The at times scorching, at times freezing, frequently wet and always heavy surface of Cheryl Strayed’s memoir Wild is enough to be engaging: a hapless, amateur hiker taking on one of America’s most scenic and formidable hikes, the Pacific Crest Trail (the PCT, in hiker vernacular). As she relates the story of her physical journey across and 1,100 mile stretch through California and Oregon, she interjects the events of her life that had shattered and dumped her at the start of her hike: the death of her beloved mother, the end of her marriage, struggles with addiction–a jagged, zig-zagging, criss-cross of trails that stand in stark contrast to the single, straight line of the PCT.
Strayed relates that though she had, before the hike, imagined herself reflecting and meditating on these struggles, she instead finds nearly all of her time consumed by the physical difficulty of hiking the PCT. Somehow indicative of this is the fact that the landscapes she crosses (which we know are breathtaking) are often an afterthought–she writes quickly, almost dismissively, of the jagged mountains and sweeping panoramas; more words are spent on her physical struggle–the battle to keep her toenails, the weight of her pack, Monster, the monotony of hiking:
Miles weren’t things that blazed dully past. They were long, intimate straggles of weeds and clumps of dirt, blades of grass and flowers that bent in the wind, trees that lumbered and screeched.
Despite the clear agony of the hike and her emotional journey in telling it, the stories of Strayed’s trip–instant camaraderie with fellow PCT hikers, encounters with eccentric outsiders, even a sexy overnight with a “hot, sweet, self-absorbed” bouncer she meets at one of her off-trail stops–keep Wild fun enough to be a “beach read.” As a generational in-betweener, not quite a Gen Xer, not quite a Millenial–I loved the 90’s touchstones throughout–Nag Champa incense, Nirvana lyrics, Snapple. Strayed easily pulls the reader into the simple joys and excitement of her journey so that the monotony she references never becomes too tedious for the reader to endure.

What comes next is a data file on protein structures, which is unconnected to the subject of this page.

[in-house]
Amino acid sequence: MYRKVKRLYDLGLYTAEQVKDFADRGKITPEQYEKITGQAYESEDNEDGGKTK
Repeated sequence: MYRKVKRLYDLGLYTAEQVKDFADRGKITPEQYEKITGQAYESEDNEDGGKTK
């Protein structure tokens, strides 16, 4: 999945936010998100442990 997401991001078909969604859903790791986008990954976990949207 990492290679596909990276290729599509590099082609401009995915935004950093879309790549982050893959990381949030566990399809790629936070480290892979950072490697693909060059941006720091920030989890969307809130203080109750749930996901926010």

And yet Wild is ultimately a serious undertaking, masterfully executed. Strayed manages to stitch together the experiences of her physical journey and those of the life that preceded in such a way that the story is a seamless blend of narrative and reflection. These reflections are of course the real meat of the memoir, but the exercise was clearly one that took place after the hike. One gets the feeling that perhaps writing this book, and finishing after many years, was as much a journey emotionally and mentally as the hike itself. The result is exceptionally tidy. Strayed holds the threads of her narrative so tightly, after initially casting them so wide–symbols and bits are dropped like breadcrumbs, but all gathered and pieced together in the end.
And those reflections and realizations hit pointedly, with intent and clarity, and a repetition that rises up like the mountains she traverses with the thrum thrum thrum of her steps. It could almost be too much, the multiple, heavy “ah-ha” moments and heartbreaking memories. Yet it’s not over-written, and even in that repetition there’s meaning, I think. The process of living is often one of continued review and remembering and realizing. We don’t learn a lesson and blaze on blissfully, feeling somehow perfected. Rather, we frequently return to moments of lowness, only to have to pull ourselves up, yet again.
Whether you’ve suffered the loss of a close loved one, battled addiction, ended a serious relationship, or struggled under some other hardship that isn’t encountered in Wild, what we can all relate to is the fact that living with these burdens often feels like teetering on a mountain-range of emotional cliffsides. “Insurmountable” is the word we might run up against, and “quit, quit, quit” the mantra we might accost our resolve with; but in the end, somehow we keep moving forward. It’s this simple acceptance of her lot, her life, “like all lives, mysterious and irrevocable and sacred” that ultimately seems to be Strayed’s most penetrating realization in Wild.
“The thing about hiking the Pacific Crest Trail, the thing that was so profound to me that summer—and yet also, like most things, so very simple, was how few choices I had and how often I had to do the thing I least wanted to do. How there was no escape or denial… I considered my options. There were essentially only two and they were essentially the same. I could go back in the direction I had come from, or I could go forward in the direction I intended to go.”
It’s this need to continuously return to what’s true that will have me reading Wild again.
[And I look forward to its adaptation to the big screen, on December 5th, 2014, which is why I’ve chosen to write a review over 2 years after the book came out!]